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Mr Gwanda Chakuamba (2003)

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Saturday, March 10, 2007

France to cancel Malawi’s K1bn debt
by Ephraim Munthali, 09 March 2007 - 04:46:37
France will this year cancel a US$9 million (K1.26 billion) debt Malawi owes that country, the French Ambassador to Malawi and Zambia Francis Saudubray said on Wednesday.
The ambassador made the disclosure on the sidelines of a ceremony to honour two local language lecturers—Professor Boston Soko of Mzuzu University and Dr. Allan Lipenga of Chancellor College—for their outstanding work in promoting African culture and languages.
“France is impressed with how the Bingu wa Mutharika administration has been managing the economy. The country’s macro-economic conditions have improved considerably, hence our decision to cancel the debt,” said the Lusaka-based envoy.
Saudubray, who represents France in Zambia and Malawi, said his government is discussing with Malawian authorities on how to efficiently and effectively utilise the freed resources for the benefit of the poor and the economy in general.
“On our part, we would like to see most of these resources going into the mining sector and the conservation of the environment,” he said.
Saudubray said Malawi and France will sign an agreement between June and September this year to formalise the debt relief..
Finance Minister Goodall Gondwe and Secretary to the Treasury Radson Mwadiwa could not be reached for comment on the development.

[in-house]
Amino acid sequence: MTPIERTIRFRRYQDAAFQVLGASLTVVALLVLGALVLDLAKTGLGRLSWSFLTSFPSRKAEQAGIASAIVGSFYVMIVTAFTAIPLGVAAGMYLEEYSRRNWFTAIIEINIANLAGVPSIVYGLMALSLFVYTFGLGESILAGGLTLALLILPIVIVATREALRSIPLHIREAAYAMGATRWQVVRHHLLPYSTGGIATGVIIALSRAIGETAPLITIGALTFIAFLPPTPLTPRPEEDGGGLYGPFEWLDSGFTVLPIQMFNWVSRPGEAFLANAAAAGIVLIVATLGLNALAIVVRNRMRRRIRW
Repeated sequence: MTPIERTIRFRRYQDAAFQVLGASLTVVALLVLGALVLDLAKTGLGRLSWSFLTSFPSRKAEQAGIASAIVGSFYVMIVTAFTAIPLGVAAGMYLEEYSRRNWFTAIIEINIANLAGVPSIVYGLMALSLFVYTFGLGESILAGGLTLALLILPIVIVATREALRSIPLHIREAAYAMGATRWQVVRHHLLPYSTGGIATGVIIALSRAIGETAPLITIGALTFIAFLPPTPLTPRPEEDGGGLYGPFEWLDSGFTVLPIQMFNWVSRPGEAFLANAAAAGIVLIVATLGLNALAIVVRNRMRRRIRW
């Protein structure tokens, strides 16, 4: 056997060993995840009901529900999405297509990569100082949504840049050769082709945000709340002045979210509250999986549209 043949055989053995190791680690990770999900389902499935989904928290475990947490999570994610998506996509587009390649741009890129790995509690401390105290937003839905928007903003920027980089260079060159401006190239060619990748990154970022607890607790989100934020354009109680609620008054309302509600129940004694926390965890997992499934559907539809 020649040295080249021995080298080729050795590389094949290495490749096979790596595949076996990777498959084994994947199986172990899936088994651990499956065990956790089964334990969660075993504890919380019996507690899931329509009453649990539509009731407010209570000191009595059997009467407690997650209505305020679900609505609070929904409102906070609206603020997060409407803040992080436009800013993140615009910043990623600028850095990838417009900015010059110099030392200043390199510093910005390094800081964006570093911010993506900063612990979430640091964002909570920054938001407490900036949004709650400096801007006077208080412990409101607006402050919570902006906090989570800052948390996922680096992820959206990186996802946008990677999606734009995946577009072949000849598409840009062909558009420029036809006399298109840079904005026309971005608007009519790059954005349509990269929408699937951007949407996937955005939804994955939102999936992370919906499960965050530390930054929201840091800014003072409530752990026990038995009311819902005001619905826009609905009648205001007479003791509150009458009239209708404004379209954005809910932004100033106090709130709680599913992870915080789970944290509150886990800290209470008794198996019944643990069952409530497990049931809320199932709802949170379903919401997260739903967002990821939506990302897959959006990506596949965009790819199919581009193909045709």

France’s announcement comes on the back of decisions by the International Monetary Fund (IMF) and the World Bank at the end of last August to cancel Malawi’s debts after the country became the 20th to reach the completion point under the Heavily Indebted Poor Countries (Hipc) debt relief programme.
In October last year, government creditors in the Paris Club followed suit to forgive Malawi’s foreign debt which, before the multilateral cancellation, stood at around US$3 billion (about K420 billion).
The debt cancellation is poised to leave Malawi with annual debt service savings of over US$100 million (about K14 billion) over the next 20 years. This translates to 1.7 months of additional import cover.
Thus, apart from helping to boost donor and investor perceptions, the write-off is tipped to improve the country’s balance of payment position which is always in the red largely because its trade account has traditionally maintained a deficit.

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